Communist Party of Greece

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Communist Party of Greece

Κομμουνιστικό Κόμμα Ελλάδας
Kommounistikó Kómma Elládas
General SecretaryDimitris Koutsoumpas
Founded17 November [O.S. 4 November] 1918
Headquarters145 Leof. Irakliou, 142 31 Athens (Nea Ionia), Greece
NewspaperRizospastis
Student wingPanspoudastiki
Youth wingCommunist Youth of Greece
Trade Union WingAll-Workers Militant Front
IdeologyCommunism[1]
Marxism–Leninism[1]
Political positionFar-left[2][3][4][5][6][7]
European affiliationInitiative of Communist and Workers' Parties
International affiliationInternational Meeting of Communist and Workers' Parties
International Communist Seminar
European Parliament groupNon-Inscrits[8]
Colours     Red
Parliament
15 / 300
European Parliament
2 / 21
Regions[9]
31 / 725
Website
kke.gr

The Communist Party of Greece (Greek: Κομμουνιστικό Κόμμα Ελλάδας; Kommounistikó Kómma Elládas, KKE) is a Marxist–Leninist political party in Greece.[1] It was founded in 1918 as the Socialist Labour Party of Greece (adopting its current name in November 1924). It is the oldest political party in modern Greek politics. The party played a significant role in the Greek resistance. The party's membership was largest in the mid-1940s. It participated in the Greek Civil War, but ended on the losing side and was banned until 1974.

The party took part in a coalition government in 1989 when it got more than 13% of the vote.

History[change | change source]

Foundation[change | change source]

The October Revolution of the Bolsheviks in Russia in 1917 gave rise to the foundation of communist parties in many countries all over the globe. KKE was founded on 4 November 1918 as the Socialist Labour Party of Greece (Greek: Σοσιαλιστικό Εργατικό Κόμμα Ελλάδας, Sosialistikó Ergatikó Kómma Elládas; acronym: ΣΕΚΕ, SEKE). The party was run by a five-member central committee. The committee consisted of Nikos Dimitratos, D. Ligdopoulos, M. Sideris, A. Arvanitis and S. Kokkinos.

The background of KKE has roots in more than 60 years of small socialist, anarchist and communist groups. These groups were mainly in industrialized areas. They followed the example of the Paris Commune and the 1892 Chicago workers' movement for the eight-hour working day. These groups pushed for the unification of Greek workers into trade unions, the implementation of an eight-hour day in Greece and better salaries for workers. Inspiration came from the Paris Commune and the communist revolutionary efforts at the beginning of the century. The destruction almost 20 years of wars brought upon the Greek workers also played a role. As a result, a unified Social-Communist party was founded in Greece.

At the Second Congress of the SEKE in April 1920, the party decided to affiliate with Comintern. The Comintern was an international communist organisation founded in Moscow in 1919. The SEKE changed its name to the Socialist Labour Party of Greece-Communist (SEKE-K). A new central committee was elected, which included Nikos and Panaghis Dimitratos, Yannis Kordatos, G. Doumas and M. Sideris. At the Third Extraordinary Congress of the SEKE-K in November 1924, the party was renamed the Communist Party of Greece and adopted Marxism–Leninism. Pandelis Pouliopoulos was elected as general-secretary. Ever since, the party has functioned on the basis of democratic centralism.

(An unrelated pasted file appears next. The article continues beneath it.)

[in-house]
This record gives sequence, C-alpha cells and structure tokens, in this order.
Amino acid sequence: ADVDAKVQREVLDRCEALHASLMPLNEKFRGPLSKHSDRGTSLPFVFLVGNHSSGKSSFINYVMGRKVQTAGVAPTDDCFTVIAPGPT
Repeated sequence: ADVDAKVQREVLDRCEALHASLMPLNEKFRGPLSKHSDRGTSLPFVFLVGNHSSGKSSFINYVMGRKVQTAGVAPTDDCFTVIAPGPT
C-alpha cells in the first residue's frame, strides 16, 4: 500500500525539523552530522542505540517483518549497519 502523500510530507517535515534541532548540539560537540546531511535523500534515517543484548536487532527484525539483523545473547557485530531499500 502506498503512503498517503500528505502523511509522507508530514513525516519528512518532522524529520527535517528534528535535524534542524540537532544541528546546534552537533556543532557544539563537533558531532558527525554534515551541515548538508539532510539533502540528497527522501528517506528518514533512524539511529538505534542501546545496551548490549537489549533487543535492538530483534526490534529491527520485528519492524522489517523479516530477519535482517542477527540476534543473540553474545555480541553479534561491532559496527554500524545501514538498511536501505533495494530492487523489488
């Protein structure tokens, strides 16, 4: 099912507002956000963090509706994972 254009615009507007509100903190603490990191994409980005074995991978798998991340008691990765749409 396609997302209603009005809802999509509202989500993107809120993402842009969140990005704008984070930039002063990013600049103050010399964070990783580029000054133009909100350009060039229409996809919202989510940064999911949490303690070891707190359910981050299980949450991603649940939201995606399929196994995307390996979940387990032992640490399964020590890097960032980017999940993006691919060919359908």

KKE between the two World Wars[change | change source]

KKE strongly opposed Greece's involvement in the Greco-Turkish War of 1919–1922. It considered the war an imperialistic plot to control the market of Asia Minor. KKE members advocated this position both on the front as well as in the mainland. KKE worked with the Soviet ambassador to persuade Venizelos' administration to withdraw its troops from Asia Minor. KKE also tried to persuade the Soviet Union to pressure Mustafa Kemal Atatürk to allow autonomy for Greek cities in Asia Minor.

References[change | change source]

  1. 1.0 1.1 1.2 Nordsieck, Wolfram (2015). "Greece". Parties and Elections in Europe.
  2. Nicolò Conti (4 December 2013). Party Attitudes Towards the EU in the Member States: Parties for Europe, Parties Against Europe. Routledge. p. 155. ISBN 978-1-317-93656-5.
  3. Freedom House (5 September 2008). Freedom in the World 2008: The Annual Survey of Political Rights and Civil Liberties. Rowman & Littlefield Publishers. p. 284. ISBN 978-0-7425-6598-2.
  4. Bart van der Steen (1 September 2014). The City Is Ours: Squatting and Autonomous Movements in Europe from the 1970s to the Present. PM Press. p. 75. ISBN 978-1-60486-683-4.
  5. David Sanders; Pedro Magalhaes; Gabor Toka (26 July 2012). Citizens and the European Polity: Mass Attitudes Towards the European and National Polities. OUP Oxford. p. 86. ISBN 978-0-19-960233-9.
  6. http://library.fes.de/pdf-files/id/ipa/05818.pdf
  7. "[Focus] Far-left set for big gains in European Parliament elections". Retrieved 9 September 2017.
  8. "Statement of the Central Committee of the KKE on the stance of the KKE in the EU parliament".
  9. The counselors of the Regions.

Other websites[change | change source]